- Routine. Routine. Routine. Kids need security and nothing gives them security like knowing that x = y
- I made a custom crib thing that matched our bed height so we could co sleep without the co sleep. When the baby woke, my wife just fed him right there in bed. It was actually quite peaceful and I have fond memories of it.
- Spend mornings in bed together. Give yourself an extra bit of time each morning to just cuddle. Naked. All of you. Babies smell and feel their dads, and their hairy hard bodies give them security. Find some new music that you can listen too that will always remind you of this time.
- Change your baby once in a while. Some of the strongest bonding I had was when I let my son freeball on the change table for a few minutes while he googood sounds to me.

There will be plenty more, but the baby section is going to be pretty straight forward.
 

bubs

Newbie
My daughter was great at taking afternoon naps for at least 1-2 hrs up until she was 3 years old Every Saturday and Sunday....her and I would put on the TV in the bedroom and we would both be out! Tip: Learn to sleep when the baby sleeps. And pray for a baby that sleeps /naps well. It’s completely random luck.
 

kel

Kingfisher
Congrats!

There was a child-rearing thread started recently, don't think it got off the ground though. I am very interested in hearing everyone's experiences and tips and tricks and such. I'm looking to have kids in the next year or two (a very big project) and looking at the world they'll be coming into and the legions set against them can be very blackpilling. Practical information exchange is important.
 

RWIsrael

Woodpecker
Good to know those details. If you have in-laws Or you parents nearby to help, that will be huge. I remember once when both my wife and I and our baby were all sick with the flu at the same time. You know how hard it is to deal with a baby when you can barely get up off the bathroom floor? Luckily we were able to call my mother to come over to help for a few hours.
Yeah both our parents are far away (another country) - especially with the Corona craze it'll be a challenge but we'll try to have them visit as soon as we can.
Now add 2 large dogs to the mix and it's a party.
 

RWIsrael

Woodpecker
Congrats!

- Routine. Routine. Routine. Kids need security and nothing gives them security like knowing that x = y
- I made a custom crib thing that matched our bed height so we could co sleep without the co sleep. When the baby woke, my wife just fed him right there in bed. It was actually quite peaceful and I have fond memories of it.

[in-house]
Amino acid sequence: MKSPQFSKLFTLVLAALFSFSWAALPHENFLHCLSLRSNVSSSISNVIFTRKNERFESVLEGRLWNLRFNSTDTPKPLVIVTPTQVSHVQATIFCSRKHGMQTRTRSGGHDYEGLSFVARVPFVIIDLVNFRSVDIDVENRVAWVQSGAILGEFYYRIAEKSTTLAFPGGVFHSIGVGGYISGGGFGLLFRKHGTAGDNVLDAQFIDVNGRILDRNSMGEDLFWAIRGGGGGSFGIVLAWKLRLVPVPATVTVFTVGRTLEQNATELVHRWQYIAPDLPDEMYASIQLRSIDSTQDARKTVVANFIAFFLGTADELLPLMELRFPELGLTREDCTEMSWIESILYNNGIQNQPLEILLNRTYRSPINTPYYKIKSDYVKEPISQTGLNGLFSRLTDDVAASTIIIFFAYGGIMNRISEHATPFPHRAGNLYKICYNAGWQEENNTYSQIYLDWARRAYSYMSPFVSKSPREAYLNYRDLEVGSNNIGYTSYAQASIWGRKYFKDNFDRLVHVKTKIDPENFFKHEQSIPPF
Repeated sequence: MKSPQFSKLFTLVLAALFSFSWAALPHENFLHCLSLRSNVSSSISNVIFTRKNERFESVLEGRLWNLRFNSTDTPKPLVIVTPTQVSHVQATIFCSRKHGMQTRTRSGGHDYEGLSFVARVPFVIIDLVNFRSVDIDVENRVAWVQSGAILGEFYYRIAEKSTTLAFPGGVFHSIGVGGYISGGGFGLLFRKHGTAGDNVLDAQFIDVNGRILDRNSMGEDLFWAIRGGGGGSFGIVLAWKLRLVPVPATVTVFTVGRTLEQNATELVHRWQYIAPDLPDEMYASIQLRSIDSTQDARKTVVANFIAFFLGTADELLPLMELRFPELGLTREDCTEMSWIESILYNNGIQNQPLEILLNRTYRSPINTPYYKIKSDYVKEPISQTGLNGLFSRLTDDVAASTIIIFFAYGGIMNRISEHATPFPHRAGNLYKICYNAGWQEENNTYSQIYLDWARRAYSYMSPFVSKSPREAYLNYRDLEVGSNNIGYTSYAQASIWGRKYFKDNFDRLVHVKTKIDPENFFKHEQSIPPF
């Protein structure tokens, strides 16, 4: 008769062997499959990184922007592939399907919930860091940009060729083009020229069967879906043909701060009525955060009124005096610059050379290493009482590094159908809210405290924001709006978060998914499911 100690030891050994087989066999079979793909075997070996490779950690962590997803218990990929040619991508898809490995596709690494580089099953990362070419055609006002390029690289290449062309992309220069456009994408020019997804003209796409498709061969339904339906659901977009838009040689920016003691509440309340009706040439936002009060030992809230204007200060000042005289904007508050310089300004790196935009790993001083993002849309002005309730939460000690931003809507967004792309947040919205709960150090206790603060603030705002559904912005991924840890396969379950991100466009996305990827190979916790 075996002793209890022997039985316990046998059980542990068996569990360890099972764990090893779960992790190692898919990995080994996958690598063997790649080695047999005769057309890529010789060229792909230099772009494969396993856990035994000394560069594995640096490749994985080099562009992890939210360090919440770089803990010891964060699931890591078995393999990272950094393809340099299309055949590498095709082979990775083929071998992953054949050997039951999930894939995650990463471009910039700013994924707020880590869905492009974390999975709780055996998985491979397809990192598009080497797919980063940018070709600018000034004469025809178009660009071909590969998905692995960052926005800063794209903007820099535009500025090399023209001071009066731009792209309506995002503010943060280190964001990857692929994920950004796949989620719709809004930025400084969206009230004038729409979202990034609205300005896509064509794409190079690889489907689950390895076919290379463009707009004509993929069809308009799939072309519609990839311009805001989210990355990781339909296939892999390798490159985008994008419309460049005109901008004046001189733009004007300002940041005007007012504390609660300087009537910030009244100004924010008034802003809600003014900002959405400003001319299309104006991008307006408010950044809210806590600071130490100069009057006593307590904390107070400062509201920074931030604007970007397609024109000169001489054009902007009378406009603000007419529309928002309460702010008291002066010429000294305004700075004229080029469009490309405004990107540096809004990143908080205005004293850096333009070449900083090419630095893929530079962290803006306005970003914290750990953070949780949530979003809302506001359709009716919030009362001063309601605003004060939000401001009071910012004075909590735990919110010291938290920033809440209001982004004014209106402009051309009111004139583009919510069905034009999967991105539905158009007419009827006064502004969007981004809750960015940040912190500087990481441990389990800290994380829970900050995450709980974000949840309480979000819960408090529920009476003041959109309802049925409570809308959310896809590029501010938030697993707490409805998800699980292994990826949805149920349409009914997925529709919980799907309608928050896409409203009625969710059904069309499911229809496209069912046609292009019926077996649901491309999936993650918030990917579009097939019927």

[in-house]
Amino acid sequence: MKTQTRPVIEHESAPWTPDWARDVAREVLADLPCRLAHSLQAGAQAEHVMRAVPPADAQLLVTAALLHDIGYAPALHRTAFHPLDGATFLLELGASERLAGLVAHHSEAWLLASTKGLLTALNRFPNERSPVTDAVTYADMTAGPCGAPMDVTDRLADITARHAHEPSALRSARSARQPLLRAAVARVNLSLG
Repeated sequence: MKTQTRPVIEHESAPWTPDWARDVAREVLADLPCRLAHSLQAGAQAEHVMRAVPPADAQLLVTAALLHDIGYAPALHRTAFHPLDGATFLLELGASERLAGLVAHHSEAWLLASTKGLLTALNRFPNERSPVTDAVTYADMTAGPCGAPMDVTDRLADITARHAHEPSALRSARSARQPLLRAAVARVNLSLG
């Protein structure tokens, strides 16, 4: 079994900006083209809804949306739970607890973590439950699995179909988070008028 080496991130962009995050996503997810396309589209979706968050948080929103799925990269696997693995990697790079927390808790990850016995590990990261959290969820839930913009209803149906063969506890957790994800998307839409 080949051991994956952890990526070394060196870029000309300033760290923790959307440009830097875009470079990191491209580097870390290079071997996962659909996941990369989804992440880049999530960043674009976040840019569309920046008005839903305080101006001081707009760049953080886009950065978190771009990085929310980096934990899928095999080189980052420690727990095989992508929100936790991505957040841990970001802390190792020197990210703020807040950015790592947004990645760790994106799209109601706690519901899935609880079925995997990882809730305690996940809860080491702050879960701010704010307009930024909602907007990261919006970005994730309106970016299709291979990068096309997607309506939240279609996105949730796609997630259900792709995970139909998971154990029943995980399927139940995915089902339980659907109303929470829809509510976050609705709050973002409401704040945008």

- Spend mornings in bed together. Give yourself an extra bit of time each morning to just cuddle. Naked. All of you. Babies smell and feel their dads, and their hairy hard bodies give them security. Find some new music that you can listen too that will always remind you of this time.
- Change your baby once in a while. Some of the strongest bonding I had was when I let my son freeball on the change table for a few minutes while he googood sounds to me.

There will be plenty more, but the baby section is going to be pretty straight forward.
Awesome advice! I like the idea of having the baby sleep right next to the bed initially.
 

kel

Kingfisher
I've gradually been collecting books (physical, preferably, but also eBooks) and other media (old pre-pozzed Sesame Street I found torrents of, etc) to save for my future children. Media is so pozzed these days, and they're straight up editing books to fit the modern narrative, so I'm trying to prepare in advance.

Anyone have suggestions for what to collect?
 

redbeard

Hummingbird
Moderator
I've gradually been collecting books (physical, preferably, but also eBooks) and other media (old pre-pozzed Sesame Street I found torrents of, etc) to save for my future children. Media is so pozzed these days, and they're straight up editing books to fit the modern narrative, so I'm trying to prepare in advance.

Anyone have suggestions for what to collect?
Veggie Tales DVD's
 
The wife and I are expecting a boy soon - a matter of months.
Of course I forgot to add: congratulations. Your life will change fundamentally.